how to love people.

I often think about writing a book with the above title, but as my whole life is a testament to the pitfalls of inventing titles before books and suffering similar fates to those who put carts before horses, maybe it’ll just be immortalized here.

Another thing I often think about is how I don’t have very many friends.

Except I realized that’s not true, see.

What I don’t have, what I am missing, is people on whom I am emotionally reliant. With most things of serious right-at-the-core-of-my-being impact, it’s an all-star trio of my parents and Sam, with Derek running a close second. That’s it. I don’t even emotionally rely on my siblings.

Now, admittedly that’s kind of sad (and perhaps one day I’ll devote a blog post to unpacking why and when that happened and whether or not I should adjust), but let me tell you something that isn’t.

I do have plenty of friends.

I’m doing a thing now in which I send actual, physical birthday cards to the people I really like instead of hiding behind a Facebook greeting and adding a few extra emojis.  You have no idea how nice it is to write to someone, “I wanted to appreciate you on your birthday, with love, Red,” and know that they’ll get to open their mailbox and discover something, to tear open that envelope, to maybe keep the card for a while, like I would.

Tonight I made the complete list of people in the calendar year I’d want to send to. Wanna know how many are on it?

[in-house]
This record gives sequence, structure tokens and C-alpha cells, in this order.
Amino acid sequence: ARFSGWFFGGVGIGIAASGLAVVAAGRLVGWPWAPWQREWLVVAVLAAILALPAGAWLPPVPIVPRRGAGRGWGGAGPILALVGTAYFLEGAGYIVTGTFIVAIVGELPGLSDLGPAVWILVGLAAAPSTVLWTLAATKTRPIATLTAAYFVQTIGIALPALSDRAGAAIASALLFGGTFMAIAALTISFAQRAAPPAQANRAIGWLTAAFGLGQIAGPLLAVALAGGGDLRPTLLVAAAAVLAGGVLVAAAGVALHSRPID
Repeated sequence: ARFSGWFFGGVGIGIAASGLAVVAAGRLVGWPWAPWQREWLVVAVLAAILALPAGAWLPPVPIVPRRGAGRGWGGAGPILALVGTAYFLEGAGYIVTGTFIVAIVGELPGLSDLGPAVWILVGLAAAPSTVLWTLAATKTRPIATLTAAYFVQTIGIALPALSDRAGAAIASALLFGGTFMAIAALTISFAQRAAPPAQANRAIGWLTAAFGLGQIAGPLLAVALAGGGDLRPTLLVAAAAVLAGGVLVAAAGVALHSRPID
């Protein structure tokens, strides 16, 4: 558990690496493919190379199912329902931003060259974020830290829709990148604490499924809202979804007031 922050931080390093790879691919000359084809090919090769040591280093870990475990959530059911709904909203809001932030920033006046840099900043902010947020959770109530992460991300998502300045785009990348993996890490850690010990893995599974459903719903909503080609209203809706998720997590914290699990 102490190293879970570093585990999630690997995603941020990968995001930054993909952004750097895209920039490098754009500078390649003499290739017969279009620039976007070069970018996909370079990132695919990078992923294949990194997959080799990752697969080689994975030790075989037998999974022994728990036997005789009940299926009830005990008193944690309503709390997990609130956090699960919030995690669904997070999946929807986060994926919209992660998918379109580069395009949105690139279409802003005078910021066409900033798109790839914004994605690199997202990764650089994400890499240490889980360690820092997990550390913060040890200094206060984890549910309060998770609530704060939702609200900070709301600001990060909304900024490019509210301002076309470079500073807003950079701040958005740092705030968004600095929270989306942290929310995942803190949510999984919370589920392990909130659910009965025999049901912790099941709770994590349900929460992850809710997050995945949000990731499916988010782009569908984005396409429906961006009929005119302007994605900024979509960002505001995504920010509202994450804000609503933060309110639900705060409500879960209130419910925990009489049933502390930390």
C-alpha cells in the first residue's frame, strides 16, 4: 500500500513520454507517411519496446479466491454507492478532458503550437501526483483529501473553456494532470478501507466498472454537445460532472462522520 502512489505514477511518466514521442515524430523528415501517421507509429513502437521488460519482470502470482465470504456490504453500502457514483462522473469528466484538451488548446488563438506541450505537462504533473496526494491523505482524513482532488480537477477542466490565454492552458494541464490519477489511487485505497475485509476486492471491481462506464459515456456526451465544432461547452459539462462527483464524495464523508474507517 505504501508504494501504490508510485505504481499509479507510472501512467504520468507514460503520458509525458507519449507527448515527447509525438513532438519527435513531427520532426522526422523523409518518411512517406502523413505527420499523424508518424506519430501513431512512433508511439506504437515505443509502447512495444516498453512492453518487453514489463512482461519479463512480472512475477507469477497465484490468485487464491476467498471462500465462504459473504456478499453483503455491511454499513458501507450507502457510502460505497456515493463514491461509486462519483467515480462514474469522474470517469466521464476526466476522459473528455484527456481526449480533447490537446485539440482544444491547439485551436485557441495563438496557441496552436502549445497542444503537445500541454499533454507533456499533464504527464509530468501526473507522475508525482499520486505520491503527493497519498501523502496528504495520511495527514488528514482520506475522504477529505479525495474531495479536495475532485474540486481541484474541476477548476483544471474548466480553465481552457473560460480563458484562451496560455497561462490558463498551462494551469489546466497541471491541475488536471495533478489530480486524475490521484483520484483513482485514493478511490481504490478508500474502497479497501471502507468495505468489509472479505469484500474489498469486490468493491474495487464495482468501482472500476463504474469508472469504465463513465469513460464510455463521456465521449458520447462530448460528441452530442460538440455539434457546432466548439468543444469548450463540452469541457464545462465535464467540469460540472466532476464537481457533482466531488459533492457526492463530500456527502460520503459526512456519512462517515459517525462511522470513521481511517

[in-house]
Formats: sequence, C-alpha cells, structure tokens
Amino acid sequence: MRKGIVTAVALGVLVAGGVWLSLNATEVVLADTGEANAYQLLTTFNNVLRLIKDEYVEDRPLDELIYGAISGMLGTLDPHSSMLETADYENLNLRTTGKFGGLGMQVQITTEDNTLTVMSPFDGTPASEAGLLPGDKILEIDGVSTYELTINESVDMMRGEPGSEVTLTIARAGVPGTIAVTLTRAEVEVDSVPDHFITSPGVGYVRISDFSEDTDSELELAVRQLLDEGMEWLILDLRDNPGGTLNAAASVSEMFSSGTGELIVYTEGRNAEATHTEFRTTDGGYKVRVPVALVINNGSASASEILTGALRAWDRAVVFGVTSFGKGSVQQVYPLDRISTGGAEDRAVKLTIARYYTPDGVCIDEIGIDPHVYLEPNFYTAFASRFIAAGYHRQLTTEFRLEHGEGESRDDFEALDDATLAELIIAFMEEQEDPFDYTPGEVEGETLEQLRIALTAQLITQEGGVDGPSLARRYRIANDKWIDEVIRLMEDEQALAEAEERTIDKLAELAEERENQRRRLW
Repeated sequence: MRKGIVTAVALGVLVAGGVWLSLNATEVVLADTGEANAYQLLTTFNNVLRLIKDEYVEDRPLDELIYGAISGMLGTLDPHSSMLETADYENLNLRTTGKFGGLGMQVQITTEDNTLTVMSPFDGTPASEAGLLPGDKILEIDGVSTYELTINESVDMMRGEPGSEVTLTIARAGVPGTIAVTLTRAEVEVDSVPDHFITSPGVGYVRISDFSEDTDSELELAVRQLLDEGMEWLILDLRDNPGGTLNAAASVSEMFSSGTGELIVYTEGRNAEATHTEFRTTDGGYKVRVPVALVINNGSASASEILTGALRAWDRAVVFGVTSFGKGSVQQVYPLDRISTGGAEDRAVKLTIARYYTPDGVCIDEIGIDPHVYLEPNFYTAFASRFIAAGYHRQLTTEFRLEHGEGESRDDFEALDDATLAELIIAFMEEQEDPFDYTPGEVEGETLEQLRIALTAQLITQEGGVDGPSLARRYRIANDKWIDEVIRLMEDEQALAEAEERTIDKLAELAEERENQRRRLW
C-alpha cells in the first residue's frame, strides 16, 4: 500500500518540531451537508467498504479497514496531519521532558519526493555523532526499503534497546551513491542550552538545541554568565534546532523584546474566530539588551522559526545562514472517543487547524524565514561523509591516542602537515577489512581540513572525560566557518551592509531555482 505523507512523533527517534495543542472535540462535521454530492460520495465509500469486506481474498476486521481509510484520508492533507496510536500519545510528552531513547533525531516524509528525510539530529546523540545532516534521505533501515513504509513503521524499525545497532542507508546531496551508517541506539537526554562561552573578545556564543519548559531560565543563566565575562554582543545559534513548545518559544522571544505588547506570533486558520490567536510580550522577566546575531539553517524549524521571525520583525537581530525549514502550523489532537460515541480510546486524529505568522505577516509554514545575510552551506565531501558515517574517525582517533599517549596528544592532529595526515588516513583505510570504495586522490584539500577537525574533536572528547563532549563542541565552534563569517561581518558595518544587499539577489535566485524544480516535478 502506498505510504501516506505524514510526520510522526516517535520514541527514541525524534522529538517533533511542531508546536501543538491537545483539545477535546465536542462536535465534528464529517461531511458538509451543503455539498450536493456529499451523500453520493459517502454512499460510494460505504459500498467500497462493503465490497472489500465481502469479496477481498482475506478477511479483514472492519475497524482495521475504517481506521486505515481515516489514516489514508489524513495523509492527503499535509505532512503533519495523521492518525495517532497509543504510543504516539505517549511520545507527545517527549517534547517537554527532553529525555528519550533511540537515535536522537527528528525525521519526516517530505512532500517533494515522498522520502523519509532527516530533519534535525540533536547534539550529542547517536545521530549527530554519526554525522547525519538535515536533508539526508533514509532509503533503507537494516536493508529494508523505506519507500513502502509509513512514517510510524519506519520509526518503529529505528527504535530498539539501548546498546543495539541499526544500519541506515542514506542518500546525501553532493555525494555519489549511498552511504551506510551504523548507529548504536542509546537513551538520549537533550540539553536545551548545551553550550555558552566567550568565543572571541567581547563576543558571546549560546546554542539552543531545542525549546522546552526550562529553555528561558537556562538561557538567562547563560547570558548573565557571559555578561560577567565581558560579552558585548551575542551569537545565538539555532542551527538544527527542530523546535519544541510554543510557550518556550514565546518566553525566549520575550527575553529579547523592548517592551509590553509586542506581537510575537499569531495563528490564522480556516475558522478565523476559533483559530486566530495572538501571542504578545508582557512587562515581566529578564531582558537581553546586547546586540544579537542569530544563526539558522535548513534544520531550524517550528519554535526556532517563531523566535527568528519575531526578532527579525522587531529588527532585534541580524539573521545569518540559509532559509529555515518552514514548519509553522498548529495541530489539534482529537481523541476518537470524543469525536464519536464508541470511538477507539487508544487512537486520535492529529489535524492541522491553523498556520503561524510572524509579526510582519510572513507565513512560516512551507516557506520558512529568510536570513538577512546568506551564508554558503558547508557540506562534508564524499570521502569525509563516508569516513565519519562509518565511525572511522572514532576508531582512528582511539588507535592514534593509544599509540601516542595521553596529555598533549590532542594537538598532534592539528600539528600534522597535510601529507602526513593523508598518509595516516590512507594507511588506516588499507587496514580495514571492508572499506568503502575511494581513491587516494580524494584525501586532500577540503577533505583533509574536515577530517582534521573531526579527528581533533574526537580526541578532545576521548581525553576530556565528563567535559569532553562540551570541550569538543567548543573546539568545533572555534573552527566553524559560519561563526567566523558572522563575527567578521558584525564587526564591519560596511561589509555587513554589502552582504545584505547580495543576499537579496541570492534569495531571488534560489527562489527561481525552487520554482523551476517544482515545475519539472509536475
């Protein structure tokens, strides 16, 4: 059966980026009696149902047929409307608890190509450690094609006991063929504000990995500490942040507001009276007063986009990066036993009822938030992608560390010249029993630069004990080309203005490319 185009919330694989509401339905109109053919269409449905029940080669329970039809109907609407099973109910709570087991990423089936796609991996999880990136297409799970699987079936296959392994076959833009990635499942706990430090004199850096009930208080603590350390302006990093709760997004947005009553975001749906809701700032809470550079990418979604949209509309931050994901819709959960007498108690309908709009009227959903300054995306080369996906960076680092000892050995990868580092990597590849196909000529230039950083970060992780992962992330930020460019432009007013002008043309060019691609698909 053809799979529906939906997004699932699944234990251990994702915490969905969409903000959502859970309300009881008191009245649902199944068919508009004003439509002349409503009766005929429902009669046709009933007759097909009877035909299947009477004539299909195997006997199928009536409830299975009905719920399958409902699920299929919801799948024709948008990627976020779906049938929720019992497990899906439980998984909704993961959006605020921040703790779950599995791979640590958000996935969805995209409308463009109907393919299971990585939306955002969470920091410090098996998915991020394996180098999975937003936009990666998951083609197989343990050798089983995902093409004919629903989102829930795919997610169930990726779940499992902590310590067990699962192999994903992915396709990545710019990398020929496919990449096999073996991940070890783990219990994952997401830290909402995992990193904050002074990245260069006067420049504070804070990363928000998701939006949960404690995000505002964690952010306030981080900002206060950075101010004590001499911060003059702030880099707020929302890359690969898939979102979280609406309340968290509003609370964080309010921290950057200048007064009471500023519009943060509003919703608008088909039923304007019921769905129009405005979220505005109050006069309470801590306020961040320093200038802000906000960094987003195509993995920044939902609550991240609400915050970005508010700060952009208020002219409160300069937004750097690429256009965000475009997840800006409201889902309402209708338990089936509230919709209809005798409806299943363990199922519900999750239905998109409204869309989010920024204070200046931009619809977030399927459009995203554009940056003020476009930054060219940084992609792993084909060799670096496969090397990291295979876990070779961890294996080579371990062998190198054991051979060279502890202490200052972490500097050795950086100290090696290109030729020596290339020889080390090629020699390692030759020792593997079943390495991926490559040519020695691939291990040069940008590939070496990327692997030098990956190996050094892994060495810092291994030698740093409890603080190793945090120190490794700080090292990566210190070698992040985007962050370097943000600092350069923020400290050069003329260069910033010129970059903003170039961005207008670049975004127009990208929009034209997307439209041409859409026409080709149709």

Forty-four.

Not on this list are my parents, sisters, anybody else related to me, or Sam. Forty-four people whom I like more than Facebook wants me to settle for, culled from my college years, four summers of camp, and the odd high school friend (*cough* Derek and Hannah). People who have been kind to me, in some cases far more than I deserved. People who deserve better than the two smiley-face treatment instead of one.

What do I mean I have no friends?!

And so, I have decided to shut myself up by creating the following stupid epigram: “The way to care about people is to decide that you do.” I’ve found already that lo the more I respond to people’s snapchats (even if it is only with a handful of emojis) the more they send me. What do you know, if you reach out to life it will reach back. I think I’m learning to make my peace with a handful of emojis and realize that not every relationship needs to be a deep-conversations-on-rooftops-at-midnight kind of connection in order for two people to appreciate each other, that sometimes a handful of emojis is enough to say, “Yeah, you matter to me.” But also I want to really have people mean something to me beyond that, and to mean something to them.

A flaw in the CLV model (at least to me) has always been that things felt during the glorious, intense summers seem to disappear during the year. Often I find myself not believing in my friendship with somebody because it’s January and the only time I see them is July, or because I haven’t seen them in two years. That’s ridiculous! So I’m fighting it, in my small handwritten-birthday-card way. Same thing with the ever-so-common scenario at school in which I walk right by somebody I like very much in the library, because both of us have so much work to do (and because this campus is weirdly unsociable, but that’s a topic for another time). I want to fight that. I used to voraciously read the Reader’s Digest because I was a weird kid, but something Jeanne Marie Laskas wrote once has stuck with me for a very long time. It was advice she got from somebody else, but it was, “When in doubt, always do the positive.”

I want to feel less alone in this wild universe, and if all I can do is a handful of emojis, a handwritten birthday card, and the occasional ‘How are you?’ message, then that’s what I’ll do.

 

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